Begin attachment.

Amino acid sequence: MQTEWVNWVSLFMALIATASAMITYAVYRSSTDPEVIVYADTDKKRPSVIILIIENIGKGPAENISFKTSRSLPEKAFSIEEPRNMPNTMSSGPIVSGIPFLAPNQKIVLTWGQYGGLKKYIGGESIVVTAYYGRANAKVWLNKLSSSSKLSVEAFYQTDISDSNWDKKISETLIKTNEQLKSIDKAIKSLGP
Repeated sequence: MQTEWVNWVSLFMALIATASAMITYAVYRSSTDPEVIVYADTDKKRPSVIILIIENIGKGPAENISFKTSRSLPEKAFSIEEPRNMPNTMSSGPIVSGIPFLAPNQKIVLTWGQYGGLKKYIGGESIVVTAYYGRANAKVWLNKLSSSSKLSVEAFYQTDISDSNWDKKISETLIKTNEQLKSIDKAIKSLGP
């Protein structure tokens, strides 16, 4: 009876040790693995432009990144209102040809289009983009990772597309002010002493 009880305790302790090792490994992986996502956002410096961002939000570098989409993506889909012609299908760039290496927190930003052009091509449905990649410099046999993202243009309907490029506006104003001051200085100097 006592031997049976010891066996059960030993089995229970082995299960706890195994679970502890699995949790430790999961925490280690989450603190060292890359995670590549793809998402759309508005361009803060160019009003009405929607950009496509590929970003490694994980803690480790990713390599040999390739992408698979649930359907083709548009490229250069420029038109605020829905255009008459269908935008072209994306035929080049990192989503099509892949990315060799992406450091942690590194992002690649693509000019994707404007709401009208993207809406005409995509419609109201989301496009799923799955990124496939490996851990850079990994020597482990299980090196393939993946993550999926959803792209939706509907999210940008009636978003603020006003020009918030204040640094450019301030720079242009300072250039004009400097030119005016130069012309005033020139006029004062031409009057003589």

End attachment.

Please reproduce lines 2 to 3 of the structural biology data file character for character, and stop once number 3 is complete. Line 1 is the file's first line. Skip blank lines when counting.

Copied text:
Repeated sequence: MQTEWVNWVSLFMALIATASAMITYAVYRSSTDPEVIVYADTDKKRPSVIILIIENIGKGPAENISFKTSRSLPEKAFSIEEPRNMPNTMSSGPIVSGIPFLAPNQKIVLTWGQYGGLKKYIGGESIVVTAYYGRANAKVWLNKLSSSSKLSVEAFYQTDISDSNWDKKISETLIKTNEQLKSIDKAIKSLGP
């Protein structure tokens, strides 16, 4: 009876040790693995432009990144209102040809289009983009990772597309002010002493 009880305790302790090792490994992986996502956002410096961002939000570098989409993506889909012609299908760039290496927190930003052009091509449905990649410099046999993202243009309907490029506006104003001051200085100097 006592031997049976010891066996059960030993089995229970082995299960706890195994679970502890699995949790430790999961925490280690989450603190060292890359995670590549793809998402759309508005361009803060160019009003009405929607950009496509590929970003490694994980803690480790990713390599040999390739992408698979649930359907083709548009490229250069420029038109605020829905255009008459269908935008072209994306035929080049990192989503099509892949990315060799992406450091942690590194992002690649693509000019994707404007709401009208993207809406005409995509419609109201989301496009799923799955990124496939490996851990850079990994020597482990299980090196393939993946993550999926959803792209939706509907999210940008009636978003603020006003020009918030204040640094450019301030720079242009300072250039004009400097030119005016130069012309005033020139006029004062031409009057003589």